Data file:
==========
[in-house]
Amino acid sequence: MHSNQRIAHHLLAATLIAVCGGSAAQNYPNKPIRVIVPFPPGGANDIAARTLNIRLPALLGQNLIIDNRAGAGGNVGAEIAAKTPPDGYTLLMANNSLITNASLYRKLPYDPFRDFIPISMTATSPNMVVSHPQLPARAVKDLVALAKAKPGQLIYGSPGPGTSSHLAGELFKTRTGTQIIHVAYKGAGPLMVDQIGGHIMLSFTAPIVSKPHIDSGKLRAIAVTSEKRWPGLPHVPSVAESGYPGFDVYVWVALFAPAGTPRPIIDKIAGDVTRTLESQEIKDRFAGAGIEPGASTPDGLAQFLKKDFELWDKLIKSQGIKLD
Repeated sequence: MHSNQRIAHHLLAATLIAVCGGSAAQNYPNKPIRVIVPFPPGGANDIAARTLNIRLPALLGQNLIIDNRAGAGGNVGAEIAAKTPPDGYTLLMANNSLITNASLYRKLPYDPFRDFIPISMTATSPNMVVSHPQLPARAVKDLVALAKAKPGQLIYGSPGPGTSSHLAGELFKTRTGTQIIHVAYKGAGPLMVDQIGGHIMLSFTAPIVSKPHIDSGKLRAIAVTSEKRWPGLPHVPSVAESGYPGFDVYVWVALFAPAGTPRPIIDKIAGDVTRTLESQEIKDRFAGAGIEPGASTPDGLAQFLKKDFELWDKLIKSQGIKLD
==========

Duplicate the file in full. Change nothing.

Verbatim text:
[in-house]
Amino acid sequence: MHSNQRIAHHLLAATLIAVCGGSAAQNYPNKPIRVIVPFPPGGANDIAARTLNIRLPALLGQNLIIDNRAGAGGNVGAEIAAKTPPDGYTLLMANNSLITNASLYRKLPYDPFRDFIPISMTATSPNMVVSHPQLPARAVKDLVALAKAKPGQLIYGSPGPGTSSHLAGELFKTRTGTQIIHVAYKGAGPLMVDQIGGHIMLSFTAPIVSKPHIDSGKLRAIAVTSEKRWPGLPHVPSVAESGYPGFDVYVWVALFAPAGTPRPIIDKIAGDVTRTLESQEIKDRFAGAGIEPGASTPDGLAQFLKKDFELWDKLIKSQGIKLD
Repeated sequence: MHSNQRIAHHLLAATLIAVCGGSAAQNYPNKPIRVIVPFPPGGANDIAARTLNIRLPALLGQNLIIDNRAGAGGNVGAEIAAKTPPDGYTLLMANNSLITNASLYRKLPYDPFRDFIPISMTATSPNMVVSHPQLPARAVKDLVALAKAKPGQLIYGSPGPGTSSHLAGELFKTRTGTQIIHVAYKGAGPLMVDQIGGHIMLSFTAPIVSKPHIDSGKLRAIAVTSEKRWPGLPHVPSVAESGYPGFDVYVWVALFAPAGTPRPIIDKIAGDVTRTLESQEIKDRFAGAGIEPGASTPDGLAQFLKKDFELWDKLIKSQGIKLD